The Relationship Between Postural Control and Self-Reported Engagement in Physical Activity in Young and Older Age

in Journal of Aging and Physical Activity
Restricted access

Purchase article

USD $24.95

Student 1 year subscription

USD $76.00

1 year subscription

USD $101.00

Student 2 year subscription

USD $144.00

2 year subscription

USD $189.00

Physical activity is known to have beneficial effects on a host of factors related to physical and mental health, and positively affects postural control. However, there is no agreement on which measures of postural control and to what extent they are dependent on the past and present physical activity in older adults. To answer this question we compared the postural performance in a 20-s quiet stance with eyes open on a Kistler force plate in 38 subjects, aged 60–92, who were formerly and are currently physically active (AA) with those who were always inactive (II) and those who were either formerly (AI) or are currently (IA) active. Results indicated that only current activity promoted better postural control while former activity was ineffective. Postural control in AA and IA was very similar and much better than in II and AI who, in contrast, displayed similarly deteriorated postural control.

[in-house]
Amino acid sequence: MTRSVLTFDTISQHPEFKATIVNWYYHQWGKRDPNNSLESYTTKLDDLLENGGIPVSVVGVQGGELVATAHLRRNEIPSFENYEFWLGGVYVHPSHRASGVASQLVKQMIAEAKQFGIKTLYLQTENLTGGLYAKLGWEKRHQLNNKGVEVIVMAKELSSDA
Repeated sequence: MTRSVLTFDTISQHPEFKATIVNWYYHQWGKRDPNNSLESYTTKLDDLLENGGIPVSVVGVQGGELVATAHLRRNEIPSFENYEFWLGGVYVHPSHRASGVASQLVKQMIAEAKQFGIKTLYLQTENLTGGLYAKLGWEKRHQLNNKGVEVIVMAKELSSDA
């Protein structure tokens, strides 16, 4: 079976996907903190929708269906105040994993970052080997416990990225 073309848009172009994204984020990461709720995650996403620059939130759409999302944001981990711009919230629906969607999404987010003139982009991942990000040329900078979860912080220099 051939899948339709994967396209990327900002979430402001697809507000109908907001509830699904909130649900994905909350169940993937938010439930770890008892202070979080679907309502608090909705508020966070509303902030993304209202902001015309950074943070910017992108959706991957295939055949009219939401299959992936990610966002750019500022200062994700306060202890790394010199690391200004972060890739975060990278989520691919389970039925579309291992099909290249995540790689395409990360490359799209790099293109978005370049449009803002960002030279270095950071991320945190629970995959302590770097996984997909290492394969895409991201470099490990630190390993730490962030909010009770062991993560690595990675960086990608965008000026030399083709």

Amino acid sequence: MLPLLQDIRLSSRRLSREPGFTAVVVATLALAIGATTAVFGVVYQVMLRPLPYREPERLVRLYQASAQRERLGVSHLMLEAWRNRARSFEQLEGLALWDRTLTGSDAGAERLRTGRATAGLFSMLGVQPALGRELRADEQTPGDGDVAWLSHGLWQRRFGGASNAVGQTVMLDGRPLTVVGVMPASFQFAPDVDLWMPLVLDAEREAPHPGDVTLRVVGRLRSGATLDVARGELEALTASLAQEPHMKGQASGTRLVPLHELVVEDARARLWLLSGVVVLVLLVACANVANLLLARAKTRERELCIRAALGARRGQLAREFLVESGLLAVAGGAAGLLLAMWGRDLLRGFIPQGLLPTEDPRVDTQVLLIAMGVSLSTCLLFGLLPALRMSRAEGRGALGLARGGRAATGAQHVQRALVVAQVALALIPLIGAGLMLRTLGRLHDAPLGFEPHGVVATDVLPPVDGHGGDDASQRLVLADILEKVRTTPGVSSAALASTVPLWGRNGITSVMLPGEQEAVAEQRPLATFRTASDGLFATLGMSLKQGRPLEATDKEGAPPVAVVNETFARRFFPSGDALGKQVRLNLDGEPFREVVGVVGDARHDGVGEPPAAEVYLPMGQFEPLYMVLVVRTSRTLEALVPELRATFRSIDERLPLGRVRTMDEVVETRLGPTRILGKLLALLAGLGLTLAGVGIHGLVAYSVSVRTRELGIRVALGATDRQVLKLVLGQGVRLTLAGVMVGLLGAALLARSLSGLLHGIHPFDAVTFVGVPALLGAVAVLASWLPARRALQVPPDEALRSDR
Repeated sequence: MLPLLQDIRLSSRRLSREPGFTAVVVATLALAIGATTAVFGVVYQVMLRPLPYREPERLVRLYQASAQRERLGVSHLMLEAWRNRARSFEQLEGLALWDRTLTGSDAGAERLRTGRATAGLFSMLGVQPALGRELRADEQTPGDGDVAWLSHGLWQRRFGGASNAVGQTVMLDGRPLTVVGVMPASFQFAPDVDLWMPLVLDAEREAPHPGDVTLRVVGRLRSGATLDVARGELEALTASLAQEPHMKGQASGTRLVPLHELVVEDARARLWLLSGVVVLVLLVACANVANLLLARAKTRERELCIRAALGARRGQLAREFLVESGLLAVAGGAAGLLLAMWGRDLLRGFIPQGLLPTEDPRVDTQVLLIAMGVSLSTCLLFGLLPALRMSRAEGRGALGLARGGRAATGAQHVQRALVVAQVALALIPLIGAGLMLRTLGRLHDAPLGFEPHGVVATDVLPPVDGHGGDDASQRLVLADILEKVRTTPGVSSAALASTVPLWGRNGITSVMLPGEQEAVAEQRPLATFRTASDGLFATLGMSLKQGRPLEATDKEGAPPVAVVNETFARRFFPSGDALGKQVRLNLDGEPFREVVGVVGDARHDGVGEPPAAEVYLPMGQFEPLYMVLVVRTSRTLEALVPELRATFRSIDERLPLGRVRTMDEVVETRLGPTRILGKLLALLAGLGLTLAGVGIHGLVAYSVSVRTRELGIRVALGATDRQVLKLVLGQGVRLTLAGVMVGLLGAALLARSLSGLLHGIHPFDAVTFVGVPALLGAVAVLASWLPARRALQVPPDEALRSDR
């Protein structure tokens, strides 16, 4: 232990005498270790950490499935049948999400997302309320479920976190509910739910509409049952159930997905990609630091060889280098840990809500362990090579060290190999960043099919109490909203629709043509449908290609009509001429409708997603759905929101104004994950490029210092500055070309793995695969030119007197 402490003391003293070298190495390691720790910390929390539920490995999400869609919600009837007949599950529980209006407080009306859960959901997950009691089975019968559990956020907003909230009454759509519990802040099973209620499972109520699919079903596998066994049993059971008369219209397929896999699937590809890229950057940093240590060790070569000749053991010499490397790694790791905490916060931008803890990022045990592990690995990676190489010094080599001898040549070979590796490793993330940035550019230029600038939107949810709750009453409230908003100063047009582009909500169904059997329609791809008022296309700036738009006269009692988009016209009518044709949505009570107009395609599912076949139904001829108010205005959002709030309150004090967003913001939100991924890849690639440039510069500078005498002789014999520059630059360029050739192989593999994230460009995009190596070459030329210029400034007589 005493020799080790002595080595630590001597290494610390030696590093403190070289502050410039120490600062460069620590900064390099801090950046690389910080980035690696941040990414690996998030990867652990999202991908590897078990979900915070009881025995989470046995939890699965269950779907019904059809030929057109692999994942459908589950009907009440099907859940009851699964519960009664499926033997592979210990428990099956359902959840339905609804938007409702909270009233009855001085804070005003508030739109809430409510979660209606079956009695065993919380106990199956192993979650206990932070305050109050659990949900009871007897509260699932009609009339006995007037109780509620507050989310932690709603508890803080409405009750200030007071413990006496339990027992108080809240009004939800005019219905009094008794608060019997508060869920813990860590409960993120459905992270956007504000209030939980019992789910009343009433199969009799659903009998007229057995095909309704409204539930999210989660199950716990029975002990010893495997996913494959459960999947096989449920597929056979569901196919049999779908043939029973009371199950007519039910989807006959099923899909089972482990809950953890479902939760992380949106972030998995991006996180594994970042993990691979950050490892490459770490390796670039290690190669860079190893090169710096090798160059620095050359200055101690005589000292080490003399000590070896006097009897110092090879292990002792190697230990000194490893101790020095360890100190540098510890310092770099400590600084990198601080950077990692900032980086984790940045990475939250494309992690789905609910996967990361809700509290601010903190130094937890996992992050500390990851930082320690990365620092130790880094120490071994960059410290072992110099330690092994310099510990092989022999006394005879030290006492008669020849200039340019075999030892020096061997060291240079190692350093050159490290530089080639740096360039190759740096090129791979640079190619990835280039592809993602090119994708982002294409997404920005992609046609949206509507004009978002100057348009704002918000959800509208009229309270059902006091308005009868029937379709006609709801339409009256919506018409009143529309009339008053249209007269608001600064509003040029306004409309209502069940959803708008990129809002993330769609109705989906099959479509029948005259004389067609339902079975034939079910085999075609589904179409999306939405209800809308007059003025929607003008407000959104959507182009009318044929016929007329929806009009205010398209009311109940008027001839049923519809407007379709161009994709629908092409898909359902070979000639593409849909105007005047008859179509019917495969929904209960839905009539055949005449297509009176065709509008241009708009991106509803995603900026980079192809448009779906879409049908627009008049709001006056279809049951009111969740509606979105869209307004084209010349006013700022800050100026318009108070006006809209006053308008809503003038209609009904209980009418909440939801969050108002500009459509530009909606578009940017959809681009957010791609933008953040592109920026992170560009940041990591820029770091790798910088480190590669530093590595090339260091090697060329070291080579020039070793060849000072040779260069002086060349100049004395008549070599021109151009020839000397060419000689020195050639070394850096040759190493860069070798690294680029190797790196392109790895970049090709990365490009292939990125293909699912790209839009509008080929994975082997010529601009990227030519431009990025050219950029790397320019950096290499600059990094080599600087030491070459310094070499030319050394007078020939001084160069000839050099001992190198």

Wojciechowska-Maszkowska, Borzucka, Rogowska, and Kuczyński are with the Faculty of Physical Education and Physiotherapy, Opole University of Technology, Poland.

Address author correspondence to Bożena Wojciechowska-Maszkowska at b.wojciechowska-maszkowska@po.opole.pl.